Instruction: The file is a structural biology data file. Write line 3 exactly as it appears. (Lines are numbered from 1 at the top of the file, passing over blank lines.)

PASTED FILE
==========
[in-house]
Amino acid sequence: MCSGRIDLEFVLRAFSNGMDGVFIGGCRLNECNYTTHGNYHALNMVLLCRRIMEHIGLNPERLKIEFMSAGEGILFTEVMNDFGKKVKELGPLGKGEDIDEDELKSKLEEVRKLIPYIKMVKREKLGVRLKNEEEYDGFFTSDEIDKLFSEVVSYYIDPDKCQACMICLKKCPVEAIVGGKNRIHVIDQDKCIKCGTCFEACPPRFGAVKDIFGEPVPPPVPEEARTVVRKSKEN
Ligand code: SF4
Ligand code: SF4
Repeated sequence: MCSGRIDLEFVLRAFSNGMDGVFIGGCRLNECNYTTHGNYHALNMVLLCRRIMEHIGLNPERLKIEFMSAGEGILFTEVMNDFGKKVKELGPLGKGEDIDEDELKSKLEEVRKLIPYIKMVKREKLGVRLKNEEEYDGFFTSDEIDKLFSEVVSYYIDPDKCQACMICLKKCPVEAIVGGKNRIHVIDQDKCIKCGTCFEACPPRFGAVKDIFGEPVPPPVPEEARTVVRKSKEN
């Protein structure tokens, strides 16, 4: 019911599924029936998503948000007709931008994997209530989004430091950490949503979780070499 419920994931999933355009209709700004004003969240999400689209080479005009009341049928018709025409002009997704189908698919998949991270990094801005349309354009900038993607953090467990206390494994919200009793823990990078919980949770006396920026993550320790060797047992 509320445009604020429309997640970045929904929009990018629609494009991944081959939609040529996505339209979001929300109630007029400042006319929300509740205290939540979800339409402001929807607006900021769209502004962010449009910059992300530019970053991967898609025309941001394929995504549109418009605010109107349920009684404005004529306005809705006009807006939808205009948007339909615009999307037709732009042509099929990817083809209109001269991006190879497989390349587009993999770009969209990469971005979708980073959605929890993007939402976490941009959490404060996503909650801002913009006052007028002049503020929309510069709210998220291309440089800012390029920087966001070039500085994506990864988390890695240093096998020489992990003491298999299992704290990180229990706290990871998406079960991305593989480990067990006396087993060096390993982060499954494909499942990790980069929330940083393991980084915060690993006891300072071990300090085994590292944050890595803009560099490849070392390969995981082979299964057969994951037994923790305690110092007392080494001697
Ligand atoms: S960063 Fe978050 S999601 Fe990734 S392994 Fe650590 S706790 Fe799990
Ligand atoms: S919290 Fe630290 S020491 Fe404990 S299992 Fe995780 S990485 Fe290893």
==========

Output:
Ligand code: SF4